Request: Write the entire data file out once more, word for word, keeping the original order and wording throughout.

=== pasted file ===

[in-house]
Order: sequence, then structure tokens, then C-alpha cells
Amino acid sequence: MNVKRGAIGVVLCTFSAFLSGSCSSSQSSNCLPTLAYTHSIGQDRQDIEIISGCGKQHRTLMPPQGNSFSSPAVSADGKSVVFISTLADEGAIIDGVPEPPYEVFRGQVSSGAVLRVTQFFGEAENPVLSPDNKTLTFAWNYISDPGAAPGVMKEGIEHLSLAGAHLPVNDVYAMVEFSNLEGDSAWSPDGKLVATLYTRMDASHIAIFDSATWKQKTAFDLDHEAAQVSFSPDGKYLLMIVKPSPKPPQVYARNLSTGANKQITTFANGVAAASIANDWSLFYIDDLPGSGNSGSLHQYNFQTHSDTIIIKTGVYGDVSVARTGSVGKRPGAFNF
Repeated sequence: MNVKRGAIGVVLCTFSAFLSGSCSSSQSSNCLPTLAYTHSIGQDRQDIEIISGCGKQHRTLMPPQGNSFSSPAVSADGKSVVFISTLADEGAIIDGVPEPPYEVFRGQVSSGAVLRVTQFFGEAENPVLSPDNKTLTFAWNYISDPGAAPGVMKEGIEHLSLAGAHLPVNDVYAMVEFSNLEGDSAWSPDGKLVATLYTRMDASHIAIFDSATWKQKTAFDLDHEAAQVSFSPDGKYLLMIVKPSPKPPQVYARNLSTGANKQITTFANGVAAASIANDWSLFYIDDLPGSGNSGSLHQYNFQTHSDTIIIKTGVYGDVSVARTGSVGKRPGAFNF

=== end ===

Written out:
[in-house]
Order: sequence, then structure tokens, then C-alpha cells
Amino acid sequence: MNVKRGAIGVVLCTFSAFLSGSCSSSQSSNCLPTLAYTHSIGQDRQDIEIISGCGKQHRTLMPPQGNSFSSPAVSADGKSVVFISTLADEGAIIDGVPEPPYEVFRGQVSSGAVLRVTQFFGEAENPVLSPDNKTLTFAWNYISDPGAAPGVMKEGIEHLSLAGAHLPVNDVYAMVEFSNLEGDSAWSPDGKLVATLYTRMDASHIAIFDSATWKQKTAFDLDHEAAQVSFSPDGKYLLMIVKPSPKPPQVYARNLSTGANKQITTFANGVAAASIANDWSLFYIDDLPGSGNSGSLHQYNFQTHSDTIIIKTGVYGDVSVARTGSVGKRPGAFNF
Repeated sequence: MNVKRGAIGVVLCTFSAFLSGSCSSSQSSNCLPTLAYTHSIGQDRQDIEIISGCGKQHRTLMPPQGNSFSSPAVSADGKSVVFISTLADEGAIIDGVPEPPYEVFRGQVSSGAVLRVTQFFGEAENPVLSPDNKTLTFAWNYISDPGAAPGVMKEGIEHLSLAGAHLPVNDVYAMVEFSNLEGDSAWSPDGKLVATLYTRMDASHIAIFDSATWKQKTAFDLDHEAAQVSFSPDGKYLLMIVKPSPKPPQVYARNLSTGANKQITTFANGVAAASIANDWSLFYIDDLPGSGNSGSLHQYNFQTHSDTIIIKTGVYGDVSVARTGSVGKRPGAFNF